Philip LaZebnik, Book –
In addition to creating the book for My Fairytale, LaZebnik has written screenplays for the Disney animated feature Pocahontas and Mulan, DreamWorks’ Prince of Egypt and The Legend of El Dorado and contributed to scripts for Antz, Shrek, and numerous other features. Born in Ann Arbor in 1953, he received a BA in Classics from Harvard College in 1976 and went on to write for US TV series including Star Trek: The Next Generation. Now a resident of Denmark, he is currently active in European film production as a writer and consultant for Nordic Films, Radar Films, Zentropa, Angel Films and others. LaZebnik has served on the Board of Directors of the Writers Guilds of America West, The Writers Branch Executive of the Academy of Motion Pictures Arts and Sciences and juries for numerous awards and film festivals throughout the US and internationally.
Michael Jackowitz, Executive Producer –
A physician with The Farber Center, NYC’s first freestanding radiation oncology practice, Michael Jackowitz has spent much of his life active in national theatre production. He is a co-partner with Marvin Kahan in M&M Productions, Director of New Work for the Rubicon Theatre, the Executive Producer for the new opera Séance on a Wet Afternoon by Stephen Schwartz, the musical Daddy Long Legs by John Caird and Paul Gordon and the 50th Anniversary revival of How to Succeed in Business Without Really Trying on Broadway 2011. In regional theatre, Jackowitz has been continuously active with Rubicon Theatre in Ventura where he has developed numerous musical projects. Having begun his career at The Directors Company(TDC) in NYC in 1992, he has gone on to produce Nicky Silver’s Food Chain at Westside Theatre, AVOW at the Century Theatre, I Do, I Do at Queens Theatre in the Park and various projects through TDC and as the liaison to the Harold Prince Musical Theater Program. He has also produced at the Lyric Stage in Dallas TX.
About the production –
We are thrilled at the opportunity to collaborate with noted Danish director/producer Flemming Enevold and award-winning American composer Stephen Schwartz to bring the American premiere of My Fairytale, a musical about Hans Christian Andersen, to our audiences in both Santa Maria and the Danish-American community of Solvang, CA in the summer of 2011. Artistic Director Mark Booher has been seeking a Danish-themed play for our 2010-11 season for some time, as 2011 marks the centennial of the city of Solvang’s establishment as a Danish-American community. The celebration is significant in the life of our company because PCPA Theaterfest has been producing plays in both Santa Maria and Solvang, CA for 36 of the company’s 46 seasons (since 1974).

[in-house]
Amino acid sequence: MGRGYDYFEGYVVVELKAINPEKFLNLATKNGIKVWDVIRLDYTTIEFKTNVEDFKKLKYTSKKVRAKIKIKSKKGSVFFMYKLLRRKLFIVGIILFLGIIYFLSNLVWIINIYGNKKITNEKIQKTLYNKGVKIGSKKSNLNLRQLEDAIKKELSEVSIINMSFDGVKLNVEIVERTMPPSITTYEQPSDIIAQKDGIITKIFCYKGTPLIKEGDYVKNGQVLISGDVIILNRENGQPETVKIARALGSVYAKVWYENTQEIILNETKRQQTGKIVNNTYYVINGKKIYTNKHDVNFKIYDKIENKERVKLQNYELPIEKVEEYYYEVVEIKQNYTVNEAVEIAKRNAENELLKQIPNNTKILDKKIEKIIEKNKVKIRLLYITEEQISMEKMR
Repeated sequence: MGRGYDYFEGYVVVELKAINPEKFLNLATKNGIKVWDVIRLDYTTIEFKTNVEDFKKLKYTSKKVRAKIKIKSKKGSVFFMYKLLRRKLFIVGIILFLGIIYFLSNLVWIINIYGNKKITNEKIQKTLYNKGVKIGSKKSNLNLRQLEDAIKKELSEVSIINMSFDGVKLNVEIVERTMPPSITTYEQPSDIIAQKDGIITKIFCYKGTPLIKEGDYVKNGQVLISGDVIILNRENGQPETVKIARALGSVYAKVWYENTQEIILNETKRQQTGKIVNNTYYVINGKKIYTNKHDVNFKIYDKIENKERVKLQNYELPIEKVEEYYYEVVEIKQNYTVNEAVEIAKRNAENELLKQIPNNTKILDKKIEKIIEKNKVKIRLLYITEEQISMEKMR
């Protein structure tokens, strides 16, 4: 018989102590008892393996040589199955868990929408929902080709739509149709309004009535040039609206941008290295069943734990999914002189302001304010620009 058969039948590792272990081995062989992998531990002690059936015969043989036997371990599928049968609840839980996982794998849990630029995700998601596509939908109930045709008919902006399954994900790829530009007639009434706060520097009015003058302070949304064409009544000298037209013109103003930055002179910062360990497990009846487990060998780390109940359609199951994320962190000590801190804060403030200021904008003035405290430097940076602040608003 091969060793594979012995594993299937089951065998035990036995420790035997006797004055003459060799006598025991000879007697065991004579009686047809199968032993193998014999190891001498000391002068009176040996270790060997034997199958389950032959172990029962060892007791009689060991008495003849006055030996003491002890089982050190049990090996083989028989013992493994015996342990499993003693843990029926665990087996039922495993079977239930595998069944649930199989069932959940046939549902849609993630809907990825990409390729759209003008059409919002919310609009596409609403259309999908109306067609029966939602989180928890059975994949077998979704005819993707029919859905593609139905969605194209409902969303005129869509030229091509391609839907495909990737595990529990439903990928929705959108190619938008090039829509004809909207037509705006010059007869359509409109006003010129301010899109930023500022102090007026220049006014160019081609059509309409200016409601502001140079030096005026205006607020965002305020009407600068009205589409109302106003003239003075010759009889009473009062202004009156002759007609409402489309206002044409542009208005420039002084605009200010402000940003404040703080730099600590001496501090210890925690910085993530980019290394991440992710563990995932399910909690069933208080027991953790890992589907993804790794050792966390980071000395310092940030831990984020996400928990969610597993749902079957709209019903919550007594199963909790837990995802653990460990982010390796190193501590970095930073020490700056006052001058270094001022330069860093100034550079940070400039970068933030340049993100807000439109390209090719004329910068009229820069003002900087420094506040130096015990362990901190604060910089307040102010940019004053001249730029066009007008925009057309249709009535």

This production creates a unique opportunity to connect to the international cultural history of the Solvang community and intersect with current artistic work that has its origins in European literary and theatrical traditions. My Fairytale goes well beyond being a nostalgic cavalcade of Andersen’s “children’s stories” – it also explores his life and work in the context of its historical roots, investigates the internal struggles and external hardships he encountered, and celebrates the role of the artist and the legacy of art in the creation of culture. My Fairytale was first produced by Flemming Enevold as Mit Eventyr in 2005 as part of Denmark’s bi-centennial celebration of Andersen’s birth. Andersen, by setting aside his aspiration to be a “serious” writer for the “legitimate” stage, which had been his childhood dream, opened the door to bring his wonderful imagination to generations of children and adults in Denmark and the world, in ways far beyond what he might have hoped. This indeed is why he himself came to regard his life’s story, fraught as it was with insecurities and hardships, as something of a “fairytale.”
Our American identity is truly a tapestry woven of a great diversity of cultural perspective and heritage. The theater we make in service to our communities should be reflective of our historical cultural richness, and formative to the life and future of our community. In our 2009-10 season, we produced a world-premiere commission Invierno, an 1830’s rancho-California adaptation of Shakespeare’s The Winter’s Tale, by José Cruz González that investigated and celebrated the diverse history of our Central Coast community – particularly from the perspective of the Mexican and Chumash Indian. Mark Booher’s hope, in quite a different way with My Fairytale, is to continue this practice of producing theatre, at least in some portion of our season that speaks directly to our community’s authentic identity. My Fairytale presents us with a tremendous vehicle to serve our community as we advance our students, cultivate international collaboration and celebrate a portion of our cultural heritage.
|Marian Theatre Performance Times|
||1:30 & 7pm|
|All Solvang performances are 8 p.m.|